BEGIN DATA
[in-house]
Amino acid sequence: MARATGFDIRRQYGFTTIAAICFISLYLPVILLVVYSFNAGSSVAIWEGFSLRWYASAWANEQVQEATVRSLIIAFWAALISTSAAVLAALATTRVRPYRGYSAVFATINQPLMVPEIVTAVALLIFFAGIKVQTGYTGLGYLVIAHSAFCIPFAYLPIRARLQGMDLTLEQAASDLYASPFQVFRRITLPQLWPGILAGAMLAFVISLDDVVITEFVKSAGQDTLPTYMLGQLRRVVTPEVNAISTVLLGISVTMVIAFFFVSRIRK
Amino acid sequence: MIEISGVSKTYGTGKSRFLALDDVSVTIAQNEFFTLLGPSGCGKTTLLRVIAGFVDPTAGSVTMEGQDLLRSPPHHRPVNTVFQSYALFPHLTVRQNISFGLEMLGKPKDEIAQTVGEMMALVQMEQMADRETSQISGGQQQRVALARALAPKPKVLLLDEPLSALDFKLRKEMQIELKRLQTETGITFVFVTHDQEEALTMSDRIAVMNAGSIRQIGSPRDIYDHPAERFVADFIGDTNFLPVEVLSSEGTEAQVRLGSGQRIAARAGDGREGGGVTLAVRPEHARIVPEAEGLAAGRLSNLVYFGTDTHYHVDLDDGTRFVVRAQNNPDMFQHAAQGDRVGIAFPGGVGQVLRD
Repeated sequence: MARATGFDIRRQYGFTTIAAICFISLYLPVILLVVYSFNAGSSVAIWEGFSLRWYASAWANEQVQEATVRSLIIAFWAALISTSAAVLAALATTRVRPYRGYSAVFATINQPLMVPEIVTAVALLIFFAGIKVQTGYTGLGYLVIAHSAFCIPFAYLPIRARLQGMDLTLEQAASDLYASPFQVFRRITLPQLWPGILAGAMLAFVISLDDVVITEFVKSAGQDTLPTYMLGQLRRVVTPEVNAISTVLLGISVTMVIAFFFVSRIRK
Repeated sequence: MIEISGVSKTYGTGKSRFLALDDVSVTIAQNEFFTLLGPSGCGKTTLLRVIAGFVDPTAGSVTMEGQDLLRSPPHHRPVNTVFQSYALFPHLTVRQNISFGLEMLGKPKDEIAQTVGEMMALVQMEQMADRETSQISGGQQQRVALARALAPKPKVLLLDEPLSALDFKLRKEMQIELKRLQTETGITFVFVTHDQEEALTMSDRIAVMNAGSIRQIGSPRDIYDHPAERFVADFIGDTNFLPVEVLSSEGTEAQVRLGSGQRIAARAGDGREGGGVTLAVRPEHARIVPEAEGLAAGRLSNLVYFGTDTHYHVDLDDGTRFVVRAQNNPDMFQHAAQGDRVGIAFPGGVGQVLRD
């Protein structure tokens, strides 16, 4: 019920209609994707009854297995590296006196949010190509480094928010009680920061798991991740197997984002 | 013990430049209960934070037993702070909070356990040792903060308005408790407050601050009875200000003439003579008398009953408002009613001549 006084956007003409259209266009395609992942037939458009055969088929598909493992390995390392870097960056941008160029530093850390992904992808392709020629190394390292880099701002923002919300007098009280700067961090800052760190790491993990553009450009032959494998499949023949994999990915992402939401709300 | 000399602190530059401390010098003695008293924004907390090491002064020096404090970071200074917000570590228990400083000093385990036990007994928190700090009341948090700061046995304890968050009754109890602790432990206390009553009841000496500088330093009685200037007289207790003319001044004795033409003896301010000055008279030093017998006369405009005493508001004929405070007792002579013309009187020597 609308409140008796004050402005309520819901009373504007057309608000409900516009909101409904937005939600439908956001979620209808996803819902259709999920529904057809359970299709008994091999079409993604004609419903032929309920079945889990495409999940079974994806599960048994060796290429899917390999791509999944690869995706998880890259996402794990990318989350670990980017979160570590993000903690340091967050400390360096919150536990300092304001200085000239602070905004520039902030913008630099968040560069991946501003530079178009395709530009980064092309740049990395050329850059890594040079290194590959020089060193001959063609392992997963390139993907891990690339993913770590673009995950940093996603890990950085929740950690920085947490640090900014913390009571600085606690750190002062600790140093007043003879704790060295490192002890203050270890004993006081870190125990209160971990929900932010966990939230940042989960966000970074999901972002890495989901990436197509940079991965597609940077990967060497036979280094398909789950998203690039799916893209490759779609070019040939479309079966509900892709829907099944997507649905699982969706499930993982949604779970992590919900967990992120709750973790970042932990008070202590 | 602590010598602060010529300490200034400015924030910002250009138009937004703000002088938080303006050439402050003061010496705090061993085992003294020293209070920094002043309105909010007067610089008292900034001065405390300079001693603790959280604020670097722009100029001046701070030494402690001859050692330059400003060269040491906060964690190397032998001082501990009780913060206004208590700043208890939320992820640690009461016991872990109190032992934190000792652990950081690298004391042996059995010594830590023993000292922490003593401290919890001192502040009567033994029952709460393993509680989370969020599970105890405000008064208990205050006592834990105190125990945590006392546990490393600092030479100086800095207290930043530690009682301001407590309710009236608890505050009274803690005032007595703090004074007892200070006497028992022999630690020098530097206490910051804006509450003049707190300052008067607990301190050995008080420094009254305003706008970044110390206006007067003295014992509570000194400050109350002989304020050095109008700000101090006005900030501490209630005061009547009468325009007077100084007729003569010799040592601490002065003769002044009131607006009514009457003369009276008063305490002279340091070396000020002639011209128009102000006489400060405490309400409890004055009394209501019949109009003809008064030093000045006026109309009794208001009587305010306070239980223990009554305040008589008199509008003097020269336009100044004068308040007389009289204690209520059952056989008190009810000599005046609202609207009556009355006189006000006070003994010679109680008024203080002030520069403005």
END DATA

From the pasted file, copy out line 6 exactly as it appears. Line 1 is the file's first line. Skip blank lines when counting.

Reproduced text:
């Protein structure tokens, strides 16, 4: 019920209609994707009854297995590296006196949010190509480094928010009680920061798991991740197997984002 | 013990430049209960934070037993702070909070356990040792903060308005408790407050601050009875200000003439003579008398009953408002009613001549 006084956007003409259209266009395609992942037939458009055969088929598909493992390995390392870097960056941008160029530093850390992904992808392709020629190394390292880099701002923002919300007098009280700067961090800052760190790491993990553009450009032959494998499949023949994999990915992402939401709300 | 000399602190530059401390010098003695008293924004907390090491002064020096404090970071200074917000570590228990400083000093385990036990007994928190700090009341948090700061046995304890968050009754109890602790432990206390009553009841000496500088330093009685200037007289207790003319001044004795033409003896301010000055008279030093017998006369405009005493508001004929405070007792002579013309009187020597 609308409140008796004050402005309520819901009373504007057309608000409900516009909101409904937005939600439908956001979620209808996803819902259709999920529904057809359970299709008994091999079409993604004609419903032929309920079945889990495409999940079974994806599960048994060796290429899917390999791509999944690869995706998880890259996402794990990318989350670990980017979160570590993000903690340091967050400390360096919150536990300092304001200085000239602070905004520039902030913008630099968040560069991946501003530079178009395709530009980064092309740049990395050329850059890594040079290194590959020089060193001959063609392992997963390139993907891990690339993913770590673009995950940093996603890990950085929740950690920085947490640090900014913390009571600085606690750190002062600790140093007043003879704790060295490192002890203050270890004993006081870190125990209160971990929900932010966990939230940042989960966000970074999901972002890495989901990436197509940079991965597609940077990967060497036979280094398909789950998203690039799916893209490759779609070019040939479309079966509900892709829907099944997507649905699982969706499930993982949604779970992590919900967990992120709750973790970042932990008070202590 | 602590010598602060010529300490200034400015924030910002250009138009937004703000002088938080303006050439402050003061010496705090061993085992003294020293209070920094002043309105909010007067610089008292900034001065405390300079001693603790959280604020670097722009100029001046701070030494402690001859050692330059400003060269040491906060964690190397032998001082501990009780913060206004208590700043208890939320992820640690009461016991872990109190032992934190000792652990950081690298004391042996059995010594830590023993000292922490003593401290919890001192502040009567033994029952709460393993509680989370969020599970105890405000008064208990205050006592834990105190125990945590006392546990490393600092030479100086800095207290930043530690009682301001407590309710009236608890505050009274803690005032007595703090004074007892200070006497028992022999630690020098530097206490910051804006509450003049707190300052008067607990301190050995008080420094009254305003706008970044110390206006007067003295014992509570000194400050109350002989304020050095109008700000101090006005900030501490209630005061009547009468325009007077100084007729003569010799040592601490002065003769002044009131607006009514009457003369009276008063305490002279340091070396000020002639011209128009102000006489400060405490309400409890004055009394209501019949109009003809008064030093000045006026109309009794208001009587305010306070239980223990009554305040008589008199509008003097020269336009100044004068308040007389009289204690209520059952056989008190009810000599005046609202609207009556009355006189006000006070003994010679109680008024203080002030520069403005």